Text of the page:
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8 Ways to Stay Motivated When You're Looking for a Job

The job search can be frustrating and draining, but here's how to keep your spirits up and boost your chances of getting hired

By Paul Bernard | June 13, 2012
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Paul Bernard is the founder and principal of Paul Bernard & Associates, an executive coaching and career management consulting firm based in New York City.

The ability to get — and stay — motivated during a job hunt is one of the most critical skills for anyone looking for work. This is especially true today, when it takes considerably more time and energy to find employment than it did a decade ago.

As a career adviser with more than 20 years of experience, I’ve discovered that these eight rules can help job-seekers keep their spirits up and increase their chances of getting hired:
 
1. Be realistic about the job-search time frame.
 
Brace yourself for the inevitable speed bumps of a job search. For example, don’t expect to land an interview within a week or two of starting your hunt.

To get hired these days, it typically takes about one month for every $15,000 in desired salary. So if you’re hoping to earn $90,000, figure it'll be approximately six months before you receive an offer.
 
2. Believe in yourself.
 
Like a successful salesperson, you must believe that what you’re selling has value. When looking for a job, you're essentially selling yourself and your experience.
 
(MORE: 6 Ways People Over 50 Can Find Jobs They’ll Love)
 
Convince yourself that you are selling a quality product — and that by selling the real deal you're saving a potential employer from buying something substandard. Imagine acting that way in your next interview ... and you will.
 
3. Take a project-management approach.
 
Break down the search process into a series of goals, spread out over time. For example, give yourself one week to draft a résumé and cover letter. Other suggested milestones:

Within one month: Network face to face with 15 to 20 people who could help you find work.
 
Within three months: Secure three job interviews.
 
Within six months: Have six interviews and two callbacks.
 
From a day-to-day standpoint, start each morning with easier, less time-intensive tasks to inspire a sense of accomplishment. Then gradually move to more difficult items. Keep a daily calendar and make to-do lists, checking off each item as you complete it.

4. Spend your time effectively.
 
Answering newspaper or online ads and building relationships with recruiters are sensible tactics, but they have low return rates. In fact, I’d estimate that if you respond to an ad you'll hear back just 2 percent of the time.
 
Recruiters are only valuable for very senior executives or people in certain industries, like logistics, engineering, aerospace and technology, where talent is hard to find and companies are willing to pay recruitment fees to find new hires.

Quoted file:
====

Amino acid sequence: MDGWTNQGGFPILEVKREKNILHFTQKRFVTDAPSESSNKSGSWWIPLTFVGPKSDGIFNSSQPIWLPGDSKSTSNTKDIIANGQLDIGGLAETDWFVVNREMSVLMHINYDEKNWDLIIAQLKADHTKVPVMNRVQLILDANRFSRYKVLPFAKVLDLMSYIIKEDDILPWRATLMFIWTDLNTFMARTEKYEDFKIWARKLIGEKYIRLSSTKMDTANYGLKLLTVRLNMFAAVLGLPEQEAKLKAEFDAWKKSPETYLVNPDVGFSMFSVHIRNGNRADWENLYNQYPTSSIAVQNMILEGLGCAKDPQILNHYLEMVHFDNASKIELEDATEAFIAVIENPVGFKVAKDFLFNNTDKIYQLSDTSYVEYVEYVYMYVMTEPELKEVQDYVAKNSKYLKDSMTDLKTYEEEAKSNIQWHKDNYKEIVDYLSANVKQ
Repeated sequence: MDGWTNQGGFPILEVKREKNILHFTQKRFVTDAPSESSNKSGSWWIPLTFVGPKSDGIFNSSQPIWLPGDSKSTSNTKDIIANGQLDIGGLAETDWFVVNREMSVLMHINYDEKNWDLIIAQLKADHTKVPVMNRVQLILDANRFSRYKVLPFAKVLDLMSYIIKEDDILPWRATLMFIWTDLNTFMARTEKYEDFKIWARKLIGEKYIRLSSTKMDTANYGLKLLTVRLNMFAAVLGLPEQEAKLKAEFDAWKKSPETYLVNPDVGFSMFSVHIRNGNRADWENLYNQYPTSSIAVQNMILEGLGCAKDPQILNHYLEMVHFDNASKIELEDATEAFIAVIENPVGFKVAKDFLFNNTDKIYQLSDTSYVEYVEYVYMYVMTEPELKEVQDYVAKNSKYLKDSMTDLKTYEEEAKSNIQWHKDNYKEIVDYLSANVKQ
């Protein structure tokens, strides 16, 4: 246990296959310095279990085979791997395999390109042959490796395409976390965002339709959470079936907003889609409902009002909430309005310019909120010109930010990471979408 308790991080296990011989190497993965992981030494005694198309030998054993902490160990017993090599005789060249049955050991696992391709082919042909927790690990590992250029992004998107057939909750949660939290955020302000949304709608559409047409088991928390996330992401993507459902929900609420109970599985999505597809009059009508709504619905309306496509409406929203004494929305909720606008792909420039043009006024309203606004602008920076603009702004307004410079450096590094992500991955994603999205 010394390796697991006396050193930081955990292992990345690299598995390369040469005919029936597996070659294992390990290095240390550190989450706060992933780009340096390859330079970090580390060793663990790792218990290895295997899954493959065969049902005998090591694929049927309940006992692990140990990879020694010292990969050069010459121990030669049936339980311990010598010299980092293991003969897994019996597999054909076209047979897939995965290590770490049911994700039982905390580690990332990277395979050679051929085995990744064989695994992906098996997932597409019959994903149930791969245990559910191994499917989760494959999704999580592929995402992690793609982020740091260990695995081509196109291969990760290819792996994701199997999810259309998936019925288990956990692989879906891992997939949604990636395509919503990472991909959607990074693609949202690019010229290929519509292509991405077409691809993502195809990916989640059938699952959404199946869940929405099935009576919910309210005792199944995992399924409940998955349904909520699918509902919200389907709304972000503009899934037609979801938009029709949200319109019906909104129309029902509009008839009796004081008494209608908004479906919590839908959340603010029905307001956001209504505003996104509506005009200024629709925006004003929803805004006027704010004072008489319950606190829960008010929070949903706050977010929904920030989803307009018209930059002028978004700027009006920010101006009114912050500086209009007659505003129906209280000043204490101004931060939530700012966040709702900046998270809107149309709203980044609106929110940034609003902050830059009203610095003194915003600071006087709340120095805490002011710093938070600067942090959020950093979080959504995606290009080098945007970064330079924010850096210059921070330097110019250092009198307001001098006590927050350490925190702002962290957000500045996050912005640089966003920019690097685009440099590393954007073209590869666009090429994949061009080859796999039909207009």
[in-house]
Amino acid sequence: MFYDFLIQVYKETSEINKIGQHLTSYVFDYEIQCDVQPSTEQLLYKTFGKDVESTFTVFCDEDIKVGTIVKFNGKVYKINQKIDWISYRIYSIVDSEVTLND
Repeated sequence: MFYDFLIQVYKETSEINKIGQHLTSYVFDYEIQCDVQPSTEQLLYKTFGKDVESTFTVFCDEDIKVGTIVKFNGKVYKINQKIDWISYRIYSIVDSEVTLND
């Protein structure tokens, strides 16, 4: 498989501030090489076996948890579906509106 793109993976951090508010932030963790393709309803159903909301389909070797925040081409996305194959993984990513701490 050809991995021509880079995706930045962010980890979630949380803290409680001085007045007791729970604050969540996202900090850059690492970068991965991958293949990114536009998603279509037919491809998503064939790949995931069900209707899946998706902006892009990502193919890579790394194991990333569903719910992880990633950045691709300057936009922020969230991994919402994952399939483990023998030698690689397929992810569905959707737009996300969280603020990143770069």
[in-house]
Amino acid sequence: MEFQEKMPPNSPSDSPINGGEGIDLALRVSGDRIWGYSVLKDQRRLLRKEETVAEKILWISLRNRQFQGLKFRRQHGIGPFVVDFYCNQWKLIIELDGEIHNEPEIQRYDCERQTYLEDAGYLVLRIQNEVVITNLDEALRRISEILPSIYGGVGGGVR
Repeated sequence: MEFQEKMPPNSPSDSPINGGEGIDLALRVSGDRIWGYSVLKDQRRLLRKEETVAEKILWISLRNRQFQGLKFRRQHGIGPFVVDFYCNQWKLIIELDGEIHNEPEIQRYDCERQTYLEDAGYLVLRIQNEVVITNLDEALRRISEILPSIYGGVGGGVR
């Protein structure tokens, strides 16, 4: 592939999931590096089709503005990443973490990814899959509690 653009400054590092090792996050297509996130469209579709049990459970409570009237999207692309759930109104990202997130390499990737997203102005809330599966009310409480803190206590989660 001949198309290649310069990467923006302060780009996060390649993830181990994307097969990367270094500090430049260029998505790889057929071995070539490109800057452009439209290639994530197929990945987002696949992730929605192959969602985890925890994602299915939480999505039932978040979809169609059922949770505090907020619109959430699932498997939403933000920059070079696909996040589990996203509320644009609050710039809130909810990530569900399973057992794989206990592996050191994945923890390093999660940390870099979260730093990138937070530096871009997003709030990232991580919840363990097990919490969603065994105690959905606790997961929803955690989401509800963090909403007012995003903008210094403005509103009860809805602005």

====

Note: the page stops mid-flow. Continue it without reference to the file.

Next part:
So don’t spend more than 25 percent of your time in any given week answering ads and working with recruiters. Focus instead on networking online, by phone and in person.

Don't restrict your networking to email or LinkedIn — it's a cold form of human interaction. A phone call is warmer, and an in-person conversation is the warmest of all. Your goal should be to line up two to five face-to-face networking chats each week.

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5. Evaluate your progress.
 
Take time out once a week to assess how your job search is going.

Ask yourself: What have I done? What haven’t I done? What’s working? What isn’t?

Then, look for ways to increase your productivity by spending more time on the tactics that have been effective and less energy on the ones that have flopped.
 
6. Keep your body, mind and soul healthy.
 
How you take care of yourself while job hunting can have a huge impact on your productivity in finding work. Make sure you eat well, exercise regularly and get enough sleep. Minimize your alcohol and coffee intake, since both can interfere with sleep patterns.
 
My clients have frequently found that meditation, yoga and tai chi reduce their stress and help them foster a positive mindset. If physical or emotional challenges are impeding your job search, talk to your doctor.
 
7. Learn how to handle rejection.
 
Getting turned down by prospective employers is tough — and it’s even tougher at 55, when you're likely to feel more vulnerable than you did at 25.
 
The way to handle rejection is to look at it the way a successful salesperson does: It's a numbers game where every “no” gets you one step closer to the “yes” you need.

(MORE: Create a Winning Midlife Resumé to Get Hired)
 
The rule of 20 applies for job hunters as well as a sales force: For every 20 contacts, you’re generally going to get 15 “nos” and five “maybes” that will lead to one sale. In job-search speak, you'll need 20 first-round interviews to get the five callbacks that will lead to one job offer.
 
8. Take time off.
 
Five hours of job hunting a day is draining. So step back from time to time to avoid burning out.

I recommend giving yourself two weekdays off per month to recharge your batteries.

And try not to look for a job on weekends. That’s the time to enjoy yourself and to relax with the people you care most about.